In her third book, Doyle (Love Warrior, 2016, etc.) begins with a life-changing event. “Four years ago,” she writes, “married to the father of my three children, I fell in love with a woman.” That woman, Abby Wambach, would become her wife. Emblematically arranged into three sections—“Caged,” “Keys,” “Freedom”—the narrative offers, among other elements, vignettes about the soulful author’s girlhood, when she was bulimic and felt like a zoo animal, a “caged girl made for wide-open skies.” She followed the path that seemed right and appropriate based on her Catholic upbringing and adolescent conditioning. After a downward spiral into “drinking, drugging, and purging,” Doyle found sobriety and the authentic self she’d been suppressing. Still, there was trouble: Straining an already troubled marriage was her husband’s infidelity, which eventually led to life-altering choices and the discovery of a love she’d never experienced before. Throughout the book, Doyle remains open and candid, whether she’s admitting to rigging a high school homecoming court election or denouncing the doting perfectionism of “cream cheese parenting,” which is about “giving your children the best of everything.” The author’s fears and concerns are often mirrored by real-world issues: gender roles and bias, white privilege, racism, and religion-fueled homophobia and hypocrisy. Some stories merely skim the surface of larger issues, but Doyle revisits them in later sections and digs deeper, using friends and familial references to personify their impact on her life, both past and present. Shorter pieces, some only a page in length, manage to effectively translate an emotional gut punch, as when Doyle’s therapist called her blooming extramarital lesbian love a “dangerous distraction.” Ultimately, the narrative is an in-depth look at a courageous woman eager to share the wealth of her experiences by embracing vulnerability and reclaiming her inner strength and resiliency.

Doyle offers another lucid, inspiring chronicle of female empowerment and the rewards of self-awareness and renewal.

Pub Date: March 10, 2020

ISBN: 978-1-9848-0125-8

Page Count: 352

Publisher: Dial Books

Review Posted Online: Dec. 22, 2019

Kirkus Reviews Issue: Jan. 15, 2020

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Readers unfamiliar with the anecdotal material Greene presents may find interesting avenues to pursue, but they should...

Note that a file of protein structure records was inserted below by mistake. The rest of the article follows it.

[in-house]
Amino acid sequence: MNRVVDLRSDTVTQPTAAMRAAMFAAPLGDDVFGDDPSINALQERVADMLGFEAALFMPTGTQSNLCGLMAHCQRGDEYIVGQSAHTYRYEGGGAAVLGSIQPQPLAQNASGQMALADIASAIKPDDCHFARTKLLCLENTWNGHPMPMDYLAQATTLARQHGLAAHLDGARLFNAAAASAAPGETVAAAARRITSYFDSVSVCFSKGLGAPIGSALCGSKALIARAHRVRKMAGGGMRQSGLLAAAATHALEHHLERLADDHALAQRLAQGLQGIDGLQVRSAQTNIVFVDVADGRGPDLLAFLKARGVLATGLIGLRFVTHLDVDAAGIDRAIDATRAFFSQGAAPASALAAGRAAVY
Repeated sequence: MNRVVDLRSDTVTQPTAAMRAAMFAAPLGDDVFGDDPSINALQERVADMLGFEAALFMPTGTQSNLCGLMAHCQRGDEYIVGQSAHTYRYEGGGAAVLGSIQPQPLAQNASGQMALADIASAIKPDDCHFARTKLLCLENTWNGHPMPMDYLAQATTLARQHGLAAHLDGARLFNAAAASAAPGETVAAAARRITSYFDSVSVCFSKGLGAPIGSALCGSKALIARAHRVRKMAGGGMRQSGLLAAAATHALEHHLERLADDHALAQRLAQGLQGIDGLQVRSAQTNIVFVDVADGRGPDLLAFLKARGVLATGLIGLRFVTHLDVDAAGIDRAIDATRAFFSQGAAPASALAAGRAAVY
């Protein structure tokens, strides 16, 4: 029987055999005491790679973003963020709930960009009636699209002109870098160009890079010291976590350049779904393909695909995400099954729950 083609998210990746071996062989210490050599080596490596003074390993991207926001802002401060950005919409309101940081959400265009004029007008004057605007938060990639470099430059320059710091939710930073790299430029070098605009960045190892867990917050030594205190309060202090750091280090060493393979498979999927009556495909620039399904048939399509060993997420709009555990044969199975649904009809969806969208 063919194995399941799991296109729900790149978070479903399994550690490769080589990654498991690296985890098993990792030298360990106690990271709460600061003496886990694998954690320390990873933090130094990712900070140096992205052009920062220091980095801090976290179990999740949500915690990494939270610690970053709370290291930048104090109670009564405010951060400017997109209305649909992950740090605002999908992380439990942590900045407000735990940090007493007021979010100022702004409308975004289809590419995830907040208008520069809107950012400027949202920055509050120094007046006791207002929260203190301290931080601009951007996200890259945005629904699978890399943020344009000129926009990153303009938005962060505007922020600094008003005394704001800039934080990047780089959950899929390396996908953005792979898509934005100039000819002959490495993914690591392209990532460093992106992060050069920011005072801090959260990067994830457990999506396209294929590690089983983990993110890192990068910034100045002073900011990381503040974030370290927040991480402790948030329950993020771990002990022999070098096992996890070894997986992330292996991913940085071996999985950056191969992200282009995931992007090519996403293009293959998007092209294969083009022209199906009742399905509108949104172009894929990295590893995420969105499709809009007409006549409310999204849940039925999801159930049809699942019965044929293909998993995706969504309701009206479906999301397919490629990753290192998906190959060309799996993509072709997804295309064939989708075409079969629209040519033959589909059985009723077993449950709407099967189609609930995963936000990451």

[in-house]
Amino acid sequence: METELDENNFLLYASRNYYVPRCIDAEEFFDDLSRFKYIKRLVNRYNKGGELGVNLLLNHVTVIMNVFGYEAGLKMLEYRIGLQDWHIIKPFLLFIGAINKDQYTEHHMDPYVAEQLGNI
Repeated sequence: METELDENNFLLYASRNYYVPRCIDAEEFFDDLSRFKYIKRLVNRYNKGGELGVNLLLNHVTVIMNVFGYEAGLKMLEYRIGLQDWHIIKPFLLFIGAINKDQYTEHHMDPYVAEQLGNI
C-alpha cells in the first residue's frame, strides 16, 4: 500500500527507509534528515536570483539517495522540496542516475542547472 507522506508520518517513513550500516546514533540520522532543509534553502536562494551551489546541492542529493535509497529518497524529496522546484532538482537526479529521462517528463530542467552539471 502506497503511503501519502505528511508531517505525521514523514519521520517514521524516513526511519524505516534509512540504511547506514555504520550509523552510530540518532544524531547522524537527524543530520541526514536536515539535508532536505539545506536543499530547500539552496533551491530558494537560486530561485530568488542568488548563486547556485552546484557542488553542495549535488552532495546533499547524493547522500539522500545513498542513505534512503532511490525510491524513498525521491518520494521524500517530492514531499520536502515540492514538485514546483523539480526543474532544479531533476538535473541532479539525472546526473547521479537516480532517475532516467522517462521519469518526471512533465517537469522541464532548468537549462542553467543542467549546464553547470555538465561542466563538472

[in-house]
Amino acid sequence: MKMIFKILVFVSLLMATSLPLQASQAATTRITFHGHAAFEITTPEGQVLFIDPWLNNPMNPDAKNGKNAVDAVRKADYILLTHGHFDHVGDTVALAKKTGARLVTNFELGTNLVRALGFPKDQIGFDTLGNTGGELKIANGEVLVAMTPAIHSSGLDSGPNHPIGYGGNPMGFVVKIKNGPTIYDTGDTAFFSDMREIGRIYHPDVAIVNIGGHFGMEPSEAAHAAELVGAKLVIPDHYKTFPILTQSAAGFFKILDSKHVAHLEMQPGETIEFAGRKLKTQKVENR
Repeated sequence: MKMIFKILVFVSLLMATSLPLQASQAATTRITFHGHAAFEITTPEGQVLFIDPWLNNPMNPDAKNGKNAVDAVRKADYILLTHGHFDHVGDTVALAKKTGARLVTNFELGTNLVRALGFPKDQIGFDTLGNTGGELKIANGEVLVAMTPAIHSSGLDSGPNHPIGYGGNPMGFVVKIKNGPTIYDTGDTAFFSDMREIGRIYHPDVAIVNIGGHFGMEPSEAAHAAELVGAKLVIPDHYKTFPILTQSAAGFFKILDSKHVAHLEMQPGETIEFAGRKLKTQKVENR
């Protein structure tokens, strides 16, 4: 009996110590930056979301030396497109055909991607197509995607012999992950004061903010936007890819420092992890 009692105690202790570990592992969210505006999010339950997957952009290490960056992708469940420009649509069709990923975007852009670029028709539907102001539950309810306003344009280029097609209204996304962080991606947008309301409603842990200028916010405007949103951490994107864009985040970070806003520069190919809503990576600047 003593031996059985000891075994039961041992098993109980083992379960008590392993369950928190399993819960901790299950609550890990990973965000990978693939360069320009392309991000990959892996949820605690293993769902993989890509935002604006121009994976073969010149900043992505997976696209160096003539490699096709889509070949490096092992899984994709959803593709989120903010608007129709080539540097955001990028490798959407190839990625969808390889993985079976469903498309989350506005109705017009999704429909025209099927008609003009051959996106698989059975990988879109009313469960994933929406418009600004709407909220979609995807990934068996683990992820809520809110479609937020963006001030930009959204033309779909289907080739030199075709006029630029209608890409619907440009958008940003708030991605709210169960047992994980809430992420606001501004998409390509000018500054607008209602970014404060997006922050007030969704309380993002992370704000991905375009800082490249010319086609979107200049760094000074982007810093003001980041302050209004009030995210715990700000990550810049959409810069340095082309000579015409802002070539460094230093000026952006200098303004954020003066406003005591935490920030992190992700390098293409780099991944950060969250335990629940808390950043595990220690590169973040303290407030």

MASTERY

Greene (The 33 Strategies of War, 2007, etc.) believes that genius can be learned if we pay attention and reject social conformity.

The author suggests that our emergence as a species with stereoscopic, frontal vision and sophisticated hand-eye coordination gave us an advantage over earlier humans and primates because it allowed us to contemplate a situation and ponder alternatives for action. This, along with the advantages conferred by mirror neurons, which allow us to intuit what others may be thinking, contributed to our ability to learn, pass on inventions to future generations and improve our problem-solving ability. Throughout most of human history, we were hunter-gatherers, and our brains are engineered accordingly. The author has a jaundiced view of our modern technological society, which, he writes, encourages quick, rash judgments. We fail to spend the time needed to develop thorough mastery of a subject. Greene writes that every human is “born unique,” with specific potential that we can develop if we listen to our inner voice. He offers many interesting but tendentious examples to illustrate his theory, including Einstein, Darwin, Mozart and Temple Grandin. In the case of Darwin, Greene ignores the formative intellectual influences that shaped his thought, including the discovery of geological evolution with which he was familiar before his famous voyage. The author uses Grandin's struggle to overcome autistic social handicaps as a model for the necessity for everyone to create a deceptive social mask.

Readers unfamiliar with the anecdotal material Greene presents may find interesting avenues to pursue, but they should beware of the author's quirky, sometimes misleading brush-stroke characterizations.

Pub Date: Nov. 13, 2012

ISBN: 978-0-670-02496-4

Page Count: 320

Publisher: Viking

Review Posted Online: Sept. 13, 2012

Kirkus Reviews Issue: Oct. 1, 2012